Bursztyn. Bur-sztyn. I’ve always liked saying this word. It rolls roundly in my mouth. It rustles with the sound of waves polishing the solid blood of ancient pines. Jantar. Jan-tar. Sounds bright, shimmering with honey-hued reflections of the sun. Bernstein. Янтарь. Electron. ηλεκτρον. Whatever you call it (ok maybe with an exception of what the Romans used to call it – lyncurium – or lynx’s urine), amber is among the few of my favorite things.
I guess my sentiment comes from thinking of amber as something very familiar – and very Polish. When I was a kid, one of my favorite events of the year was an annual exhibition of minerals and precious stones in my home town Kielce. I would always be drawn to glowing orange and brown pebbles, rough or made into jewelry. Some translucent like drops of honey. Some almost milky-white with streaks of gold. I always gravitated to the stalls with amber and inspected each for insects frozen in time. Anybody who’s walked down Gdańsk’s Długi Targ or shopped in Kraków’s Sukiennice can relate.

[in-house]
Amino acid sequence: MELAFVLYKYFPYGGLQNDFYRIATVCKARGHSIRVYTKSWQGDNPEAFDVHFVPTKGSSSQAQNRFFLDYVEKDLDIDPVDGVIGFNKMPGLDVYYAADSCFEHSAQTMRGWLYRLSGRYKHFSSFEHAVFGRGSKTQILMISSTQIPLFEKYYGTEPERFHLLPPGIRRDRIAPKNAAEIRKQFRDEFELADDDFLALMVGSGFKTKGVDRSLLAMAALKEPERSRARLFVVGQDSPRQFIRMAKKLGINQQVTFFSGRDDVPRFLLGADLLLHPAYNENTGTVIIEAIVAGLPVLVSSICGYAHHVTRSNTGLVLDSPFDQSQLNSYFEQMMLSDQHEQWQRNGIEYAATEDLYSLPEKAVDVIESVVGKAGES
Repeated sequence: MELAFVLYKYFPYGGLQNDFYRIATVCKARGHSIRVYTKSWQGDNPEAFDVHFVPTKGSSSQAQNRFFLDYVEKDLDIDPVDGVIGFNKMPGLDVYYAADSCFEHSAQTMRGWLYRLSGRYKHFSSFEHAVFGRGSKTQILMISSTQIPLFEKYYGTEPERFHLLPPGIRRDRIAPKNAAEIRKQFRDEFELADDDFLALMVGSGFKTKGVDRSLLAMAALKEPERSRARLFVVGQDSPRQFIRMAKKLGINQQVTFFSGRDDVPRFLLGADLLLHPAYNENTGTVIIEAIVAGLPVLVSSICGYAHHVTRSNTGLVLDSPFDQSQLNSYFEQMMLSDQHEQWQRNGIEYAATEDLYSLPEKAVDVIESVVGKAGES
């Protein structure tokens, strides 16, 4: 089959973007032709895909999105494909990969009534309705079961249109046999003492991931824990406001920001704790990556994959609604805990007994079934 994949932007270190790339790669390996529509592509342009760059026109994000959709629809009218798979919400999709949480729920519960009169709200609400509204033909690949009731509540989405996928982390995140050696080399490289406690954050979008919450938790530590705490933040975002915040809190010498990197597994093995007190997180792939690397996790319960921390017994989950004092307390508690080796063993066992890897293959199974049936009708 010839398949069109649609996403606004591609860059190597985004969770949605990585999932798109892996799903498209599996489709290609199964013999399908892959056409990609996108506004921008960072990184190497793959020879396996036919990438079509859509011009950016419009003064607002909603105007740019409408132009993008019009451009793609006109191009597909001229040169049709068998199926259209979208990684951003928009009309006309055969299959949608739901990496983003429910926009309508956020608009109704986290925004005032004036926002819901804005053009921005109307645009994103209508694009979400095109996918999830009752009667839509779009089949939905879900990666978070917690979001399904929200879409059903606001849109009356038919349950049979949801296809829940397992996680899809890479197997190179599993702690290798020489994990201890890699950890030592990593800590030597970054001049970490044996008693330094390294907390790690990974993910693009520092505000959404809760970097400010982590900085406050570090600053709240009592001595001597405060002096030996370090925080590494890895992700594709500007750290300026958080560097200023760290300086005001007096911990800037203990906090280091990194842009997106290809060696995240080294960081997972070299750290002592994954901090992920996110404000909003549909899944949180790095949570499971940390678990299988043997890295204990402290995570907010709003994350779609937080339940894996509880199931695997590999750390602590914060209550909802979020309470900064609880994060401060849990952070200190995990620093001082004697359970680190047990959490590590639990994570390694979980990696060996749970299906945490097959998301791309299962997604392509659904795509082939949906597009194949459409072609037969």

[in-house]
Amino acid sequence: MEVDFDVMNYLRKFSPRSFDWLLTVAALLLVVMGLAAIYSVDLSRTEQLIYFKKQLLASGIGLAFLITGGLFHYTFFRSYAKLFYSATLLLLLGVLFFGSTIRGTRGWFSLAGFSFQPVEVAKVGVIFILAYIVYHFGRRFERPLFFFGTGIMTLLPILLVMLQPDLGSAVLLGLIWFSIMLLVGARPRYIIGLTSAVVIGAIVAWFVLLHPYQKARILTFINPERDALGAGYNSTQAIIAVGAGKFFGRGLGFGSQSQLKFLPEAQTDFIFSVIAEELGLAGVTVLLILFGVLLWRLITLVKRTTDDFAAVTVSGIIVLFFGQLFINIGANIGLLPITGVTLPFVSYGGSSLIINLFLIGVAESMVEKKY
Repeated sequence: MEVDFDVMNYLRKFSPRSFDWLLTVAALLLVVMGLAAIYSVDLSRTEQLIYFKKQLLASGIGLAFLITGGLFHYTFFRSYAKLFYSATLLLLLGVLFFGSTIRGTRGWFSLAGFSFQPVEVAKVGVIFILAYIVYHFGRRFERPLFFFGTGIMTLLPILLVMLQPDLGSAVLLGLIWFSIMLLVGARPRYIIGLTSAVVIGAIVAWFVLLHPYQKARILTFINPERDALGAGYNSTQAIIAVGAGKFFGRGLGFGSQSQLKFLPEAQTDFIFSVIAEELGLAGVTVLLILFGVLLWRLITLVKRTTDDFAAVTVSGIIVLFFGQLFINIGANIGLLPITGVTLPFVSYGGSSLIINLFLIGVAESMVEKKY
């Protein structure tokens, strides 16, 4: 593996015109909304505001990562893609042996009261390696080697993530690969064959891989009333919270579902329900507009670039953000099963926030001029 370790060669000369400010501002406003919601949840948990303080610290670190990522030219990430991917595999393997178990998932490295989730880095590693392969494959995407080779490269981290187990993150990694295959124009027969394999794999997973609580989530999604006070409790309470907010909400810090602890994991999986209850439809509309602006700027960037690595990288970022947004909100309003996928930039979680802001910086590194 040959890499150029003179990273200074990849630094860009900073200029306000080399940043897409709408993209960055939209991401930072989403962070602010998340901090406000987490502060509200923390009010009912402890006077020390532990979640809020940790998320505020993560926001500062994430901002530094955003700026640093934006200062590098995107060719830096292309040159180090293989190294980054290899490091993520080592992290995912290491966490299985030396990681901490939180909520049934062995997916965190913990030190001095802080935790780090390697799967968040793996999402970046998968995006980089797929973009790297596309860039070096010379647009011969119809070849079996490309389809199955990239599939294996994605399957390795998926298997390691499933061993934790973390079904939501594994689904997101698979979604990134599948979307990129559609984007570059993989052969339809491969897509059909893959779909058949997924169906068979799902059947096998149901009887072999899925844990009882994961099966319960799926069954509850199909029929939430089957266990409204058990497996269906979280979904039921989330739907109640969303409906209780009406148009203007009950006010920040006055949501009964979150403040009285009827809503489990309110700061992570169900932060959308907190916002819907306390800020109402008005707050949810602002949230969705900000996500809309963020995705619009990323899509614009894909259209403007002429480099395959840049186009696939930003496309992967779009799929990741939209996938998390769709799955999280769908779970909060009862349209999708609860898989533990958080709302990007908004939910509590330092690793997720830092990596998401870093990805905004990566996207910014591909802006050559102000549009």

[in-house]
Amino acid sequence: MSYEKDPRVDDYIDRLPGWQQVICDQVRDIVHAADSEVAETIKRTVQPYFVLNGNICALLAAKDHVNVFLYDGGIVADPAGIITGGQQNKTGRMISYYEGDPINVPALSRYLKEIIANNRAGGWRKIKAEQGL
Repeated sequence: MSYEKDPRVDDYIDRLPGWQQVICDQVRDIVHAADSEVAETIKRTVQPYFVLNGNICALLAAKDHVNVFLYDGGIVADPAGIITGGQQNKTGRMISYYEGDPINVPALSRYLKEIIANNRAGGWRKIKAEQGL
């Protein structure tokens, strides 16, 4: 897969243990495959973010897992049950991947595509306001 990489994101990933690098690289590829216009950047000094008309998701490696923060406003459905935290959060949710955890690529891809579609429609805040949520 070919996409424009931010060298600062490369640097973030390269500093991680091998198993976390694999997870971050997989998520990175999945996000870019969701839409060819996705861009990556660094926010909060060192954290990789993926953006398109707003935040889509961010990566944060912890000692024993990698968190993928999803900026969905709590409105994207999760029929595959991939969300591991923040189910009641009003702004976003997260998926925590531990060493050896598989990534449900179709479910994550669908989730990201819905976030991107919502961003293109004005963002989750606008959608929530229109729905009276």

For centuries, amber powered the economic bloodstream linking Europe and Asia. The Amber Road – an ancient trade route – led from the Baltic Sea to the Mediterranean. If I were more of a biker, I’d try EuroVelo 9 that roughly re-traces this path… For now I’ll just keep buying more amber pieces to fuel the modern Amber Road on the Baltic.